Advanced Heat Engines for Range Extender Hybrid Vehicles 930041
A great deal of interest has been expressed recently in hybrid electric vehicles, both for their potential for reduced environmental impacts as well as their increased range over electric-only vehicles. Several organizations have initiated programs to design and evaluate a specific type of hybrid vehicle, the Range Extender Vehicle (REV). Based upon this industry activity, the U.S. Department of Energy's Electric and Hybrid Propulsion Division commissioned the two-phase study which serves as the basis of this paper.
A range extender vehicle is a hybrid vehicle, where a small engine generator (a “genset”) is added to a basic electric vehicle design. This genset “sustains” vehicle operation beyond the range provided by the batteries. The additional weight of the genset and fuel is balanced by the removal of some of the vehicle's batteries. Such a concept may be useful in the near term, when commercially available batteries are not expected to have adequate specific energy to provide the range necessary for market acceptability.
In Phase I, the range extender designs were based on existing, well-characterized electric vehicle designs. Established driving cycles were used to define the basic energy and power needs of the vehicle systems. The emphasis during this initial effort was placed on near-term designs. These designs were based on the use of existing vehicle platforms (Ford Taurus, Dodge Caravan, and Chevrolet C1500 pickup), available lead acid batteries, and primarily small, off-the-sheff engine generator systems.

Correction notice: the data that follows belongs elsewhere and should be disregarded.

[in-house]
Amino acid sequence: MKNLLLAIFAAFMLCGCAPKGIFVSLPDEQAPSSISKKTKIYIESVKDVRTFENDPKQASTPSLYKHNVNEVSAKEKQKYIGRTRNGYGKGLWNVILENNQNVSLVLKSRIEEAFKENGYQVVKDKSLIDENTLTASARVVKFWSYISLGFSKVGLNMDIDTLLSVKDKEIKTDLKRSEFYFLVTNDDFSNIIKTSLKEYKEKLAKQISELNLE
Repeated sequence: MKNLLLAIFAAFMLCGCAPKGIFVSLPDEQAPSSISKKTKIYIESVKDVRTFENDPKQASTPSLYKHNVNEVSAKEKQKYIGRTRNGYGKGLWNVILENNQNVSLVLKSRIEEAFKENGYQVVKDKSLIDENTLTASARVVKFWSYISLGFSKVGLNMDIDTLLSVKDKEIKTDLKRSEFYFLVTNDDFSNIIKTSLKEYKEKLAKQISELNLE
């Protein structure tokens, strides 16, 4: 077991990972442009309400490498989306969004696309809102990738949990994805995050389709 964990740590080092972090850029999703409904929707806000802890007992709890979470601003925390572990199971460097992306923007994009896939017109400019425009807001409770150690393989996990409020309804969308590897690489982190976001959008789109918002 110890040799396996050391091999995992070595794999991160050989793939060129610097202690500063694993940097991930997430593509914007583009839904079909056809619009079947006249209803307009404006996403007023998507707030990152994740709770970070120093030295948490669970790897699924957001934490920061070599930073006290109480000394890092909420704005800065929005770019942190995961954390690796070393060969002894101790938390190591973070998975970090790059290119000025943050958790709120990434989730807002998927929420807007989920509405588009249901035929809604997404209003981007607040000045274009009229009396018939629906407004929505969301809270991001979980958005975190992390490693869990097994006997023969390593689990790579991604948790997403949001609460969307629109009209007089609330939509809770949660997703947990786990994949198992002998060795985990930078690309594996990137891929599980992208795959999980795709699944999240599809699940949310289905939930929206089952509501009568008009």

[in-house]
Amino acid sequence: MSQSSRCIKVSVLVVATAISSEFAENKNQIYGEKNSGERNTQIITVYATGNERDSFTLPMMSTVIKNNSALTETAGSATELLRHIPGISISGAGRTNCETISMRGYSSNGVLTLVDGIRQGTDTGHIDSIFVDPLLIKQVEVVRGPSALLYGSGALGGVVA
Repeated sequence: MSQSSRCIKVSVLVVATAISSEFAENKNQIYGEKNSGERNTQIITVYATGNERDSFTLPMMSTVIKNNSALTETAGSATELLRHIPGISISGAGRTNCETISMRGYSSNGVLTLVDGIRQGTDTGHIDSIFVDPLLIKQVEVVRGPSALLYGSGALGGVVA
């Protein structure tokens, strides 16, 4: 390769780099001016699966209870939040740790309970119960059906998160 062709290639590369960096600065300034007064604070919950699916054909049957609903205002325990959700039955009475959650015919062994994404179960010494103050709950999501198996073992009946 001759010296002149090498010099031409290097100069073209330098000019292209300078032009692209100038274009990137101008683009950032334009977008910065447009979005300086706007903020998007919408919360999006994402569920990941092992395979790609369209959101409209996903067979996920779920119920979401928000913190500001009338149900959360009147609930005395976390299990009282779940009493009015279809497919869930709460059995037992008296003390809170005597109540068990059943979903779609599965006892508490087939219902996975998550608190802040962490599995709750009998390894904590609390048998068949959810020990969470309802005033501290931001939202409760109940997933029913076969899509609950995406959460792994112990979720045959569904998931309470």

The primary performance requirement for Phase I was a minimum generator-set-only top speed of 25 mph (40 km/h). This was done for two reasons. First, it followed the rationale used by several organizations, which indicated that a 6 to 10 kWe generator set would be appropriate for the REV configuration. Second, it provided a useful starting point for REV analysis, yielding a lower bound for potential performance.
The Phase II analysis, which is the basis for this paper, evaluated higher performance REV conceptual designs. National Highway Traffic Safety Administration (NHTSA) standards for electric vehicles as well as development requirements for the Ford ETX-II and Modular Electric Vehicle Programs were used to provide the basis for comparison. These included acceleration, speed at grade, and minimum top speed requirements. In all cases, these desired levels of performance indicated that significantly larger generator sets would be required, estimated to be in the 25-50 kWe range. These requirements dictated the use of more advanced engine technologies. A number of engine types and sizes were examined for application to the REV, including advanced four-stroke, two-stroke, gas turbine, rotary, Stirling, and compression ignition engines. The engines selected for analysis ranged from 24 kWe to nearly 63 kWe, at the operating points selected.
Overall, the Phase II analysis demonstrated that higher-performance REVS could be developed, using more advanced heat engine/generator configurations. This higher performance should appeal to a broader range of potential users (than the Phase I design), increasing the REV's potential market penetration.